Empathy: Listening to Understand

A strong relationship requires more than just two people liking each other.  It needs to fed a steady diet of understanding and respect; in short, it needs empathy.  So what exactly is empathy?  It is the ability to understand and share another person’s feelings, according to the Oxford English Dictionary.

Personally though, I prefer a different definition: the ability to connect your experience to the experience of another.  In other words; when someone tells you something that they are going through, the empathetic response is to consider a time that you went through something similar, identify how you felt, and connect it to what you are hearing in order to understand the other person’s experience.

Let’s unpack this step by step.

Listen to Understand

The first step toward empathy is simple: Forget about responding to what the other person is saying.  When we think more about what we are going to say that what the other person is saying, we lose out on truly understanding and depend on making assumptions about what they are saying.  Stepping outside of this is what we in the business call Active Listening, which is listening with the intention of gathering information.  Active listening is an engaged process, and there is enough to be said about it to fill it’s own book, let alone a blog post.  But in a nutshell, focusing on what the other person is saying will do more to make them feel heard than any solution you can come up with halfway through their sentence.

Build Your Understanding

This is a continuation of the active listening process.  Basically, no amount of just listening will tell us everything about what is going on.  It’s important to ask questions, but not just any question.  Open-ended questions tell our conversation partners that we are interested in their thoughts and feelings.  For the uninitiated, an open-ended question is a question that does not have a simple answer.  “What do you think about the color of the sky?” has a more complex answer than “What color is the sky?”

Asking open-ended questions also tells our partner that we are paying enough attention to know what questions to ask.  If you ask “What color is the sky?” when they are talking about how their boss really hurt them, then it is obvious that you aren’t listening.  So ask questions, and build your understanding.

Connect Your Understanding

After you have listened and asked some questions, you may find yourself being reminded of a time in your life when something similar happened to you.  It doesn’t have to be on the same scale, but similar events cause similar feelings.  For example, if your beloved pet was killed by a car, and you are talking to someone whose brother was killed in a car accident than you can relate those two experiences; even though they are very different.  You might avoid mentioning that the reason you can relate to unexpected and traumatic loss is because your dog ran into traffic, but you can still sit in the pain together.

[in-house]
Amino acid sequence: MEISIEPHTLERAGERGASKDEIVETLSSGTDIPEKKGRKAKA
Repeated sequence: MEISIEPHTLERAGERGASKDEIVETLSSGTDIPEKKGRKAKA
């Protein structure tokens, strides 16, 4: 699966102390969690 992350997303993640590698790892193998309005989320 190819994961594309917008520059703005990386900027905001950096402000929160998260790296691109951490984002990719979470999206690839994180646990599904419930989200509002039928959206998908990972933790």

Express Your Understanding

This is a continuation of the connection.  Once you have made a connection inside of yourself, share that understanding.  Being able to both identify and express our understanding is what makes empathy happen.  Hearing someone else say that they know how you feel (with the evidence to back it up) is a powerful thing.  The evidence is important though; if you just say that you understand without really connecting with something, it could come across as un-genuine.

Correct Your Understanding

Lastly, sometimes your understanding doesn’t connect.  Maybe the emotion you felt when your dog died was the loss of a companion, while your conversation partner is facing a mortality crisis.  This is okay, just try again!  So long as you continue to listen with the intent to understand, you can rebuild, reconnect, and re-express your understanding until they know that you get it!

Empathy is a skill that requires practice. Being able to understand where someone else is coming from is the best way to build trust in a relationship!

So this is empathy in a nutshell.  Bear in mind that being empathetic requires vulnerability; it is impossible to truly connect to a feeling if you are trying to hide them.

Let me know what you think!  Also, what are your experiences with empathy?  Has there been a time when someone was able to really connect with you by listening and understanding?  How about you connecting with someone else by listening?  Let’s talk about it!

And as always, like and share this if you enjoyed the read!

This post was originally published 10/4/2016 on my old blog.

Photo by Jon Asato on Unsplash


Joey Mowery

I am a blogger, artist, hipster, and wannabe renaissance man. I use video games and pop culture as a means to educate others on mental health and relationship topics.


  1. Empathy is so important yet so rare! It’s so true that most people listen to reply.
    Self awareness is the key here, because we see things as we are, not as they are. It’s a special skill to be able to step away from our own feelings to attempt to see things from another’s perspective.
    When we are able to, relationships flow better, we become better at forgiving and we actually grow our own perspectives too. Great topic to discuss and article 🙂

    • Cristy, you are absolutely right! One thing I like to say is that we tend to respond to what we hear, not what was said. That’s why connecting and correcting is so important! Taking someone else’s feelings personally is such an easy trap to fall into, and it can rob us of the opportunity to really understand the other person; and without understanding, a relationship will wither fairly quickly. Thanks for the comment!

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